Diplomacy, Ethics and the National Interest: What Are Diplomats For?

in The Hague Journal of Diplomacy
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Abstract

Drawing on the writer’s experience as a former British diplomat who served in Cold War Poland and elsewhere, this article explores rival concepts of the diplomat’s functions: the traditional UK Foreign Office emphasis on competitively and exclusively promoting the national interest; versus alternatively concentrating on the internationalist, ethical obligations that should govern diplomatic (and other) behaviour. Interference in the host country’s internal affairs is formally prohibited, but the question of whether diplomats’ contacts with, and implied moral support for, democratic dissident movements that are opposed to their undemocratic governments amount to unacceptable intervention raises difficult practical, political and ethical questions. An example of differing possible responses to a development aid proposal illustrates the dilemma. Differing views of diplomatic priorities and objectives, embedded in contrasting cultures at the UK Foreign Office and Department for International Development respectively, need to be sensitively resolved, mainly in the latter’s favour.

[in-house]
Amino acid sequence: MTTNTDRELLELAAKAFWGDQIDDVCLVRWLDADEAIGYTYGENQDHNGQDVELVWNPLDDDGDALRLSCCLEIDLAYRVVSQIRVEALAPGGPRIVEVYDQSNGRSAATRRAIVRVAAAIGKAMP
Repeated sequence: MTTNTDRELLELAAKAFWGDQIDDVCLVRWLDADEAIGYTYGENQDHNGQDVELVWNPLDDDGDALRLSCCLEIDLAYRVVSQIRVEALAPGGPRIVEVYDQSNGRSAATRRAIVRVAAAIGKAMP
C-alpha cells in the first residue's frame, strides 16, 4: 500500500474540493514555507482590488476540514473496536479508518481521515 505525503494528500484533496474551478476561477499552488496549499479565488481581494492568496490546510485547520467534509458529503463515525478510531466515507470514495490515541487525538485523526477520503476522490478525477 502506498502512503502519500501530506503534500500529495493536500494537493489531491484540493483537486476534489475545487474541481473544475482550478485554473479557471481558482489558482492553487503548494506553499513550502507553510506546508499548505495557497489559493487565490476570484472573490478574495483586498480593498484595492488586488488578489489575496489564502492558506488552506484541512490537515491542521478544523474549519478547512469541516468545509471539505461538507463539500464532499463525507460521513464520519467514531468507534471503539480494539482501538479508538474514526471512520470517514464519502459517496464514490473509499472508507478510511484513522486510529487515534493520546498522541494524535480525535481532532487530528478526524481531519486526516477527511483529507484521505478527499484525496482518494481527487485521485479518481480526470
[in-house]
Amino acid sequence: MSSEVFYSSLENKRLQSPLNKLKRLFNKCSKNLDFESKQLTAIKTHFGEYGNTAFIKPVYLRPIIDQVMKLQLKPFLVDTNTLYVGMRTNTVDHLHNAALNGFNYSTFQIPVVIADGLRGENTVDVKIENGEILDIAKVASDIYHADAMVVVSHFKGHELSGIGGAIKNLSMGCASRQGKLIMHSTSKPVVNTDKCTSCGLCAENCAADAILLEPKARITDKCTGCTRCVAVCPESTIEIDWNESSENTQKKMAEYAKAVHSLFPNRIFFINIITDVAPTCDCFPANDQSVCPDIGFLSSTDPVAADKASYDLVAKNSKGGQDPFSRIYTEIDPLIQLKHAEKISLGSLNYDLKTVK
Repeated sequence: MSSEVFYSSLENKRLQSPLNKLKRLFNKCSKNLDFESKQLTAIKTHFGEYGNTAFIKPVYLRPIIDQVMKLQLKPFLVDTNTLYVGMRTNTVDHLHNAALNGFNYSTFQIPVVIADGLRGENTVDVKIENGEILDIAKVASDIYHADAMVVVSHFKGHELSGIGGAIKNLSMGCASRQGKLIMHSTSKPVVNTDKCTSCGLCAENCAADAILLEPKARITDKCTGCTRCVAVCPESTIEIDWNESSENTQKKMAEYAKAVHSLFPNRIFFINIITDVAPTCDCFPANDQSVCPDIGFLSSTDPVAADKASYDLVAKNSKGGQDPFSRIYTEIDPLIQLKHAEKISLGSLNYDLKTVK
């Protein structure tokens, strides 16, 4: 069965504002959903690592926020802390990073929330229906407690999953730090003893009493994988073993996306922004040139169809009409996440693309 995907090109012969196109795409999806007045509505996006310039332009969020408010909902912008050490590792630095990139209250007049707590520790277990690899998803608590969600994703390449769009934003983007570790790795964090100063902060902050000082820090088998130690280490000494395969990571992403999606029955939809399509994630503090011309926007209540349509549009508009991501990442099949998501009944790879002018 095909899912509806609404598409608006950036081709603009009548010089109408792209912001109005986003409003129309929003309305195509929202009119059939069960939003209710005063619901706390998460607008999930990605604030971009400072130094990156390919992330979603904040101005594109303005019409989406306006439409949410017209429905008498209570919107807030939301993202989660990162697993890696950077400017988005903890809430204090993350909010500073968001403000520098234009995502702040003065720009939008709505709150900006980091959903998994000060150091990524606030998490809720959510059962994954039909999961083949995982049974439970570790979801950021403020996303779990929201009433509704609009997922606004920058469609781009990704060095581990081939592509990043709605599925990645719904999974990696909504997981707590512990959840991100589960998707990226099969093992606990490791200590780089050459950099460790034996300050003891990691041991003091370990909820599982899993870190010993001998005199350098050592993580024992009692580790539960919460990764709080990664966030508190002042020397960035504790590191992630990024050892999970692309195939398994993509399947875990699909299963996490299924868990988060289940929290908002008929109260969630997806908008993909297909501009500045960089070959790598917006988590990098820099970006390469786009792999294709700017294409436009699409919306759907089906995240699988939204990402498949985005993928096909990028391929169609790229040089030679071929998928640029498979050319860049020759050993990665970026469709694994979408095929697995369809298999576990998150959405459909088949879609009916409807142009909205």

Diplomacy, Ethics and the National Interest: What Are Diplomats For?

in The Hague Journal of Diplomacy

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